As part of the BrandProtect 2016 Elections Project, we’ve been looking at The Donald’s use of Twitter.
Or, more accurately, we’ve been looking at how others have been using Donald Trump's identity to promote their twitter activity. There are lots of them.....
Over the past weeks there has been a lot of reporting, including these great pieces by Steve Ragan at CSOonline.com and Mathew J. Schwartz at BankInfoSecurity.com about a December 20, 2015 discovery that a database containing 191 Million voter records had been exposed online. As part of the BrandProtect 2016 Elections Project, we dug into the situation, and what it means to you.
Because of the nature of the exposure – effectively a database containing the records was left unlocked and unprotected – there is no way to know who might has downloaded the information.
Make no mistake, this is a big number. And it is an important number. Consider this: the US Census Bureau estimated that there were approximately142 Million registered voters in 2014. This means that the recent exposure of 191 million voting records is not just a large data breach. It’s a national issue -- effectively every registered voter in America has had their PII exposed... Wow...
Social Media Monitoring,
That sound you hear is a bunch of the staffers at jeb2016.com (the official Jeb Bush website) trying to make it seem like they are on top of their web presence. Or is that the Trump team, laughing? We can't be sure.
The Washington Post reported yesterday that people who type "jebbush.com" into a browser found themselves redirected to Donald Trump's official site, donaldjtrump.com. You read that right -- one of the leading candidates for the Republican nomination for President of the United States has found himself on the wrong side of one of the most basic domain abuse issues. Someone else has registered a similar domain and is using it to confuse the public. Try it: jebbush.com (It's fun!)
Download the InfoGraphic
Yes, it's funny for a moment. But in reality it is very scary. In fact, it is potentially devastating.
The massive breach at Anthem earlier this year originated from spear phishing emails that were sent from domains that impersonated Anthem. The employees who recieved the emails did not notice that the emails originated from a rogue address. They unwittingly opened attachments or clicked on links that gave the attackers inside access to Anthem networks.
When others appropriate your web presence by registering or appropriating a similar or easily mistaken domain, they put themselves in a position to confuse your message, siphon revenues or worse.
How big a problem can it be?...
Viewpost® Selects BrandProtect™ to Secure Complex Attack Surface
Payments Marketplace Provider Required a Solution With Round-the-Clock Threat Monitoring and Mitigation to Protect Its Customer Information From Beyond the Perimeter Attacks
mobile app monitoring,
Social Media Monitoring,
BrandProtect has recently observed a spike in activity for one of its customers; a large, NA-based financial institution with global presence. These attacks employ a “wildcard” DNS entry – eg. *.domain.com – and simple scripting to create hundreds of unique URLs, thereby circumventing exact-match antispam rules, and increasing the likelihood of phishing lure delivery.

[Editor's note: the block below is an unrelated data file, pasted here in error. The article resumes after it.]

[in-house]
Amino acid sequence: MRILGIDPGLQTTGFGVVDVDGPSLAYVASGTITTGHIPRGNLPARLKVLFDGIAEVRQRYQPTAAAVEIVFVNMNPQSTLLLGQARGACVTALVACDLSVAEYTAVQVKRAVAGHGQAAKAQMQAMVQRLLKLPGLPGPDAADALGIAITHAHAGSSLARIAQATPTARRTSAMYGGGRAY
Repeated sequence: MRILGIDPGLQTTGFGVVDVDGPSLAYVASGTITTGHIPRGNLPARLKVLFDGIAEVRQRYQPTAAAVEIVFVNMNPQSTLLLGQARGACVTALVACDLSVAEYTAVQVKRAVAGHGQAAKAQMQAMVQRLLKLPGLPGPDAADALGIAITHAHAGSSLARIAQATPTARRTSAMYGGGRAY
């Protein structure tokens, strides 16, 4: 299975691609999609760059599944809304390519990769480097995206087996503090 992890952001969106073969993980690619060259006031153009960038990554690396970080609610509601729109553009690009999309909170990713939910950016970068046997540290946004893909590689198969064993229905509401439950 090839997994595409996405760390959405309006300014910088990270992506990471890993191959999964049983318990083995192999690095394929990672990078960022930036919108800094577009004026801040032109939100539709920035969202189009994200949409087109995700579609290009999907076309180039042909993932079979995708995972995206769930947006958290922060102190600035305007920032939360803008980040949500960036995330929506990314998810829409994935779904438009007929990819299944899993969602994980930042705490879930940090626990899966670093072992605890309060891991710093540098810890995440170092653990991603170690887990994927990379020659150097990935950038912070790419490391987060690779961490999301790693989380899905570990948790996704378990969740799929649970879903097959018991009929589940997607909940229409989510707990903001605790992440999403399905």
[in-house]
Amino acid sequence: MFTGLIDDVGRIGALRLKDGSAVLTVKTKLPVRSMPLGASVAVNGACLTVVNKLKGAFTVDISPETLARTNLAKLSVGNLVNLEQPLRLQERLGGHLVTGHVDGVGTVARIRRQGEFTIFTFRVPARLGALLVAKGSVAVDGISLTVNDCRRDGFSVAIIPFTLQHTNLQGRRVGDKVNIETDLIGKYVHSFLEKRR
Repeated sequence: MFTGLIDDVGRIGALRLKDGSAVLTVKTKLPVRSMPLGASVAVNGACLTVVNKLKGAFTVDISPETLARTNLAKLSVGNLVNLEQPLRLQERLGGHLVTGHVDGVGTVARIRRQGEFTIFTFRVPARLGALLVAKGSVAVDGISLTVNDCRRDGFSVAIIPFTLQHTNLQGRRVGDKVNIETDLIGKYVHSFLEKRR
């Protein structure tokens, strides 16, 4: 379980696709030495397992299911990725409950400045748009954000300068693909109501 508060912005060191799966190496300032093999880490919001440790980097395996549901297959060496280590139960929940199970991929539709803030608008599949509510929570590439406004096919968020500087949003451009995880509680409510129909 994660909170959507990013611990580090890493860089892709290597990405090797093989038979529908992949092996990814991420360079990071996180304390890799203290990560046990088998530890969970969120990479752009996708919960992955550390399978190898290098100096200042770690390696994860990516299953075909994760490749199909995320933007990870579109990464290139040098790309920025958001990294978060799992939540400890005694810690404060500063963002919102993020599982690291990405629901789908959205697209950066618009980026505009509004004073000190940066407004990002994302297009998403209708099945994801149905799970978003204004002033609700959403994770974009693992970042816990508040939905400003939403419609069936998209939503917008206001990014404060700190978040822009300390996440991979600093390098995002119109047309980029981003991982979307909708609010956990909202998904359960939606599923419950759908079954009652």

This month the BrandProtect Executive Threat Brief focused on lessons that individuals can learn from Ashley Madison. It is likely that the Ashley Madison breach will be remembered as one of the most notorious and high-profile breaches ever. Why? Because the exposed data was more than just personally embrassing, it was, in many cases, relationship-changing, employment-threatening, and business damaging.
5 Key Take-Aways
1) Ashley Madison is Bad for Your Business
Many companies saw their name dragged through the dirt as scores of corporate email addresses surfaced among the millions of exposed Ashley Madison accounts. Deserved, or undeserved, it is never good when your company is dragged through the dirt. And when key executives and other corporate leaders are caught up in the story, it can be very bad for business.
During my morning news scan, I came across some interesting articles surrounding the recent Hell Tor deep web cybercrime forum. And in particular, discussion about the associated text file that contained more than 23,000 records that “appeared” to be a user database populated exclusively by user accounts with dot-gov email from the Office of Personnel Management (OPM). After a close review of the file, experts stated that these records -- made available as a teaser and/or as “proof” that the hackers had compromised the agency -- were not from the OPM, instead they were a list of users stolen from a different government agency — Unicor.gov, also known as Federal Prison Industries.
Just a month ago, I wrote about an emerging critical cyber threat trend -- attacks centered on health care providers and health insurance systems. These schemes are very lucrative for thieves because the loot, electonic health records, contains everything needed -- social security numbers, known addresses, phone numbers, relatives, payment preferences -- to create duplicate identities for individuals. Just add the photo.